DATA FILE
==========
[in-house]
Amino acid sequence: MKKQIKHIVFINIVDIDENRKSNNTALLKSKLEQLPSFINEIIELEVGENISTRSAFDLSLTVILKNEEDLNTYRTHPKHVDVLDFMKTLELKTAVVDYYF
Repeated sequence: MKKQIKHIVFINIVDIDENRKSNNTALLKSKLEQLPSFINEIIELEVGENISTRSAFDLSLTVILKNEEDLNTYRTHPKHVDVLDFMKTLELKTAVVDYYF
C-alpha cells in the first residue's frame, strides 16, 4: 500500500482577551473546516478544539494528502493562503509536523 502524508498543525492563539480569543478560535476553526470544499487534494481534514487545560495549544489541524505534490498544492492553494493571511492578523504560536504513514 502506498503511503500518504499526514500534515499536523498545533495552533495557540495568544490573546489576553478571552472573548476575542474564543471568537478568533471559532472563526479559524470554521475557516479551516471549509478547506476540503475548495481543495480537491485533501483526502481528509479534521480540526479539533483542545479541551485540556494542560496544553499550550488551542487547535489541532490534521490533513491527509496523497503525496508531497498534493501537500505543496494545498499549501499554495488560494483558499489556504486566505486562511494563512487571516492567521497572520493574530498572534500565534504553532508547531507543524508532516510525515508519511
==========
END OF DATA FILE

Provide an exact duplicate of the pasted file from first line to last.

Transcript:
[in-house]
Amino acid sequence: MKKQIKHIVFINIVDIDENRKSNNTALLKSKLEQLPSFINEIIELEVGENISTRSAFDLSLTVILKNEEDLNTYRTHPKHVDVLDFMKTLELKTAVVDYYF
Repeated sequence: MKKQIKHIVFINIVDIDENRKSNNTALLKSKLEQLPSFINEIIELEVGENISTRSAFDLSLTVILKNEEDLNTYRTHPKHVDVLDFMKTLELKTAVVDYYF
C-alpha cells in the first residue's frame, strides 16, 4: 500500500482577551473546516478544539494528502493562503509536523 502524508498543525492563539480569543478560535476553526470544499487534494481534514487545560495549544489541524505534490498544492492553494493571511492578523504560536504513514 502506498503511503500518504499526514500534515499536523498545533495552533495557540495568544490573546489576553478571552472573548476575542474564543471568537478568533471559532472563526479559524470554521475557516479551516471549509478547506476540503475548495481543495480537491485533501483526502481528509479534521480540526479539533483542545479541551485540556494542560496544553499550550488551542487547535489541532490534521490533513491527509496523497503525496508531497498534493501537500505543496494545498499549501499554495488560494483558499489556504486566505486562511494563512487571516492567521497572520493574530498572534500565534504553532508547531507543524508532516510525515508519511